14. Phyllanthus warnockii G. L. Webster, Contr. Univ. Michigan Herb. 25: 235. 2007.
Sand reverchonia Sand reverchonia
Reverchonia arenaria A. Gray, Proc. Amer. Acad. Arts 16: 107. 1880, not Phyllanthus arenarius Beille 1927
Herbs, annual, monoecious, 2–5 dm; branching not phyllanthoid. Stems terete, not winged, glabrous. Leaves spiral, all well developed; stipules not auriculate, reddish purple to pale brown; blade elliptic to narrowly oblong-elliptic or nearly linear, (15–)20–40(–45) × (1.8–)2.5–8(–9) mm, base cuneate-attenuate, apex acute to mucronate, both surfaces glabrous. Inflorescences cymules, borne on lateral branches only, bisexual, with 1 pistillate flower and 4–6 staminate flowers. Pedicels: staminate 1.5–2.5 mm, pistillate spreading to sharply recurved, (2.5–)3.2–6.5(–8.7) mm. Staminate flowers: sepals 4, dark reddish purple, central portion sometimes paler, medially incurved and distally spreading (calyx appearing urceolate), 1.5–2.5 mm; nectary intrastaminal, annular, 4-lobed; stamens 2, filaments distinct. Pistillate flowers: sepals (5–)6, dark reddish purple, central portion sometimes paler and greenish purple, proximally flat to incurved and distally spreading, (1.3–)1.5–2.5(–2.9) mm, 1-veined; nectary annular, entire or 6-angled. Capsules 7–9.8 mm diam., smooth. Seeds mottled light and dark brown, (4.4–)4.7–6.2(–6.6) mm, 2 surfaces minutely papillate, 1 surface smooth. 2n = 16.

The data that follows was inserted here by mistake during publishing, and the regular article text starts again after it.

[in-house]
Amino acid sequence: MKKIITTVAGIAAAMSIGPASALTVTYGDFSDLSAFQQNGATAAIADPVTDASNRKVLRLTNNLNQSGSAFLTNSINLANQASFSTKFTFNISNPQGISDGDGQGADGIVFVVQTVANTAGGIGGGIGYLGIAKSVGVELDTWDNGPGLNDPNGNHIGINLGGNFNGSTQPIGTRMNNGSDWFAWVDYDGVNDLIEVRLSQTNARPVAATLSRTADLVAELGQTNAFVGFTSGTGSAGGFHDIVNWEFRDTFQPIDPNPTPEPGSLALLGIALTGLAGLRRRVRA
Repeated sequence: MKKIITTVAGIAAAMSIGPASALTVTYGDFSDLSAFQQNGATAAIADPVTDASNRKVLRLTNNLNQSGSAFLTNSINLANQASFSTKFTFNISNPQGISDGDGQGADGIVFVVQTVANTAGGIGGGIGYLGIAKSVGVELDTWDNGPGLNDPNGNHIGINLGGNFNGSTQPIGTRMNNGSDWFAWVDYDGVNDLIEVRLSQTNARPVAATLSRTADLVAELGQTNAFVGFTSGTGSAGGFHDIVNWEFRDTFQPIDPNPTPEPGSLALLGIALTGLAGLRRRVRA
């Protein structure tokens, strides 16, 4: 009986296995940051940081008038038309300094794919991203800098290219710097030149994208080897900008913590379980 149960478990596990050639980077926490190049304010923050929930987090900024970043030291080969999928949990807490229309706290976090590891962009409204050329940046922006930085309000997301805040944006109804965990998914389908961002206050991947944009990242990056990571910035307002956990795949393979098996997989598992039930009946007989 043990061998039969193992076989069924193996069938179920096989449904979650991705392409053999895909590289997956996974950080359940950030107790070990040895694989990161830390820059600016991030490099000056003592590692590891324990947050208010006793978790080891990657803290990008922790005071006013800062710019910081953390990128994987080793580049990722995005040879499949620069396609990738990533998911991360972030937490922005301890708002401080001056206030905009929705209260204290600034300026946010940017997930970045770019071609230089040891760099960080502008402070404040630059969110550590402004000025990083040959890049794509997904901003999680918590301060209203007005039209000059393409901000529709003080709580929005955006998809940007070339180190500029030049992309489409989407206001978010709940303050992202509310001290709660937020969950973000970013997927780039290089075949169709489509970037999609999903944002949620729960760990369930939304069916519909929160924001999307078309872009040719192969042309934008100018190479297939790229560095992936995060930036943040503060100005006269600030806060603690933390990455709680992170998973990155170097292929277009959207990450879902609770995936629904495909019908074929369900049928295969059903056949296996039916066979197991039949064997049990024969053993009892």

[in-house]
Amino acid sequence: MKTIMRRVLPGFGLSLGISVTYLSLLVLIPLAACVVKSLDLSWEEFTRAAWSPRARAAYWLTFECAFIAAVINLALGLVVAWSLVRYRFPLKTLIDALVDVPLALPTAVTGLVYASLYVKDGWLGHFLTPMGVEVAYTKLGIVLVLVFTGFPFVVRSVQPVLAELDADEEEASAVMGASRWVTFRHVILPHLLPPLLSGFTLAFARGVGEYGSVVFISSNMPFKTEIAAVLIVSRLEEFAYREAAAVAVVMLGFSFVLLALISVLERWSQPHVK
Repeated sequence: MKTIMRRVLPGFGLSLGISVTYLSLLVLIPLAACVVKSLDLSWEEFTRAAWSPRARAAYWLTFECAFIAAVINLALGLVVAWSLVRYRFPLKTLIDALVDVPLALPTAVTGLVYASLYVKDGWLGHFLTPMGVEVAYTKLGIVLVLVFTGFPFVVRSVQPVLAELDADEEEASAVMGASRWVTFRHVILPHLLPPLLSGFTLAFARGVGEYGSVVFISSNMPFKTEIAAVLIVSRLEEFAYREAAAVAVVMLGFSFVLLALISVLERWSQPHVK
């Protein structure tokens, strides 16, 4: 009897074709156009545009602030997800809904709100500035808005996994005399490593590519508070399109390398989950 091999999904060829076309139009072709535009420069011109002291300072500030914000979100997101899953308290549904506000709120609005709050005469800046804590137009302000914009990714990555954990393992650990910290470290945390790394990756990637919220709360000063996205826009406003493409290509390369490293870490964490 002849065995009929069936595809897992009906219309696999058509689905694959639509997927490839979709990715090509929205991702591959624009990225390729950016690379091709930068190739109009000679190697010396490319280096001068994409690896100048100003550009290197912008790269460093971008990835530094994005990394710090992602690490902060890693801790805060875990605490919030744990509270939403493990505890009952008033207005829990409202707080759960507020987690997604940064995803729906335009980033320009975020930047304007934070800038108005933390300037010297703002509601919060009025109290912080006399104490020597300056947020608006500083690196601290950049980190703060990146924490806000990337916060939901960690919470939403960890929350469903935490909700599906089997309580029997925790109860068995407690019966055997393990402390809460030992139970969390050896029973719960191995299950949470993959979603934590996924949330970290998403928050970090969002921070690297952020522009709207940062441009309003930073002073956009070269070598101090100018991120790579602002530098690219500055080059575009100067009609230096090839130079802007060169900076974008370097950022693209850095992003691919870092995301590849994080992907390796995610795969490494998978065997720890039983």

Flowering and fruiting summer-fall. Dunes; 300–1800 m; Ariz., Colo., Kans., N.Mex., Okla., Tex., Utah; Mexico (Chihuahua).
Phyllanthus warnockii is endemic to quartz sand dunes. Although always recognized as close to Phyllanthus, it generally has been segregated as the monospecific Reverchonia because of its unique habit (leafy main stems and flowers restricted to lateral branches), calyx shape and color, staminate nectary, and embryo with linear cotyledons. Phylogenetic analysis of DNA sequence data shows that P. warnockii not only is embedded within Phyllanthus, but also that it is most closely related to P. abnormis, which also is restricted to sandy soil (H. Kathriarachchi et al. 2006). These results suggest that the peculiar habit of P. warnockii reflects partial loss of the phyllanthoid branching syndrome.